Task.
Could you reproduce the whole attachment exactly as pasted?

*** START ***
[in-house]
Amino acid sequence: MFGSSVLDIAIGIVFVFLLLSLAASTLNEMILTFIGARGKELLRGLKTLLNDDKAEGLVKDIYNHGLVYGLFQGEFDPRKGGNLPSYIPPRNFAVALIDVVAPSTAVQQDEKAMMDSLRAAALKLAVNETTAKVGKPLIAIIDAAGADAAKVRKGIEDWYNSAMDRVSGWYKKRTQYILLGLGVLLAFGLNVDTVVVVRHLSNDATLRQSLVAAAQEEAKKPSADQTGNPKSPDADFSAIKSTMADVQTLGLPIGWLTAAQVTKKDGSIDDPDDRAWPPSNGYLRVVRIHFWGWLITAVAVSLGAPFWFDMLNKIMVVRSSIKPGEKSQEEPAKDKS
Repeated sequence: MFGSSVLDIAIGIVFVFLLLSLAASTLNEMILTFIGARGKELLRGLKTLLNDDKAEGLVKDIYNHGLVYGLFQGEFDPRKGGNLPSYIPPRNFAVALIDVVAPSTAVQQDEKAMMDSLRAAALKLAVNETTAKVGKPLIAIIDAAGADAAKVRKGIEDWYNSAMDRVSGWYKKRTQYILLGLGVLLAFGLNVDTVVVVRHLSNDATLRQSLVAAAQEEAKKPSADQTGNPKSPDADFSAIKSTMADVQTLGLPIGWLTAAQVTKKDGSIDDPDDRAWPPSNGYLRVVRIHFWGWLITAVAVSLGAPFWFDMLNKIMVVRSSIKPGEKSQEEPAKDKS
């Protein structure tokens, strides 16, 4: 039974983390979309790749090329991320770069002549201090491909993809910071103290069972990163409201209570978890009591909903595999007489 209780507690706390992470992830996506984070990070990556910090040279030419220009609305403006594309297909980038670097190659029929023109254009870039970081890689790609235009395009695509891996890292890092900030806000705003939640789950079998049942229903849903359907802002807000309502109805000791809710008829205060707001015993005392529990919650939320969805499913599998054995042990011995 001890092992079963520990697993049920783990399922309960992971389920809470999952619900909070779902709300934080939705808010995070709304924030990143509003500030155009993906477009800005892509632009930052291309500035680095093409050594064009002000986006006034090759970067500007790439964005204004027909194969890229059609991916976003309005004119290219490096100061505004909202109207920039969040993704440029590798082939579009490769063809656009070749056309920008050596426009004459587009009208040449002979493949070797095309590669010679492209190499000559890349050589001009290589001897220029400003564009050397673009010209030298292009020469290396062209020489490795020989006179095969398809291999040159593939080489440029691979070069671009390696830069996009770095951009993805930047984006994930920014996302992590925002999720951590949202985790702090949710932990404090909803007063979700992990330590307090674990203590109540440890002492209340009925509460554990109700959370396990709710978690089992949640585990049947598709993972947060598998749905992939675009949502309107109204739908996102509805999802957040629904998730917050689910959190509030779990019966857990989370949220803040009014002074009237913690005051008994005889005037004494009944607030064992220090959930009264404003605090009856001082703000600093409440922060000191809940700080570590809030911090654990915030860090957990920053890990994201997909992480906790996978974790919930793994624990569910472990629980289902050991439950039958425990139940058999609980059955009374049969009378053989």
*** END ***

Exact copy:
[in-house]
Amino acid sequence: MFGSSVLDIAIGIVFVFLLLSLAASTLNEMILTFIGARGKELLRGLKTLLNDDKAEGLVKDIYNHGLVYGLFQGEFDPRKGGNLPSYIPPRNFAVALIDVVAPSTAVQQDEKAMMDSLRAAALKLAVNETTAKVGKPLIAIIDAAGADAAKVRKGIEDWYNSAMDRVSGWYKKRTQYILLGLGVLLAFGLNVDTVVVVRHLSNDATLRQSLVAAAQEEAKKPSADQTGNPKSPDADFSAIKSTMADVQTLGLPIGWLTAAQVTKKDGSIDDPDDRAWPPSNGYLRVVRIHFWGWLITAVAVSLGAPFWFDMLNKIMVVRSSIKPGEKSQEEPAKDKS
Repeated sequence: MFGSSVLDIAIGIVFVFLLLSLAASTLNEMILTFIGARGKELLRGLKTLLNDDKAEGLVKDIYNHGLVYGLFQGEFDPRKGGNLPSYIPPRNFAVALIDVVAPSTAVQQDEKAMMDSLRAAALKLAVNETTAKVGKPLIAIIDAAGADAAKVRKGIEDWYNSAMDRVSGWYKKRTQYILLGLGVLLAFGLNVDTVVVVRHLSNDATLRQSLVAAAQEEAKKPSADQTGNPKSPDADFSAIKSTMADVQTLGLPIGWLTAAQVTKKDGSIDDPDDRAWPPSNGYLRVVRIHFWGWLITAVAVSLGAPFWFDMLNKIMVVRSSIKPGEKSQEEPAKDKS
């Protein structure tokens, strides 16, 4: 039974983390979309790749090329991320770069002549201090491909993809910071103290069972990163409201209570978890009591909903595999007489 209780507690706390992470992830996506984070990070990556910090040279030419220009609305403006594309297909980038670097190659029929023109254009870039970081890689790609235009395009695509891996890292890092900030806000705003939640789950079998049942229903849903359907802002807000309502109805000791809710008829205060707001015993005392529990919650939320969805499913599998054995042990011995 001890092992079963520990697993049920783990399922309960992971389920809470999952619900909070779902709300934080939705808010995070709304924030990143509003500030155009993906477009800005892509632009930052291309500035680095093409050594064009002000986006006034090759970067500007790439964005204004027909194969890229059609991916976003309005004119290219490096100061505004909202109207920039969040993704440029590798082939579009490769063809656009070749056309920008050596426009004459587009009208040449002979493949070797095309590669010679492209190499000559890349050589001009290589001897220029400003564009050397673009010209030298292009020469290396062209020489490795020989006179095969398809291999040159593939080489440029691979070069671009390696830069996009770095951009993805930047984006994930920014996302992590925002999720951590949202985790702090949710932990404090909803007063979700992990330590307090674990203590109540440890002492209340009925509460554990109700959370396990709710978690089992949640585990049947598709993972947060598998749905992939675009949502309107109204739908996102509805999802957040629904998730917050689910959190509030779990019966857990989370949220803040009014002074009237913690005051008994005889005037004494009944607030064992220090959930009264404003605090009856001082703000600093409440922060000191809940700080570590809030911090654990915030860090957990920053890990994201997909992480906790996978974790919930793994624990569910472990629980289902050991439950039958425990139940058999609980059955009374049969009378053989």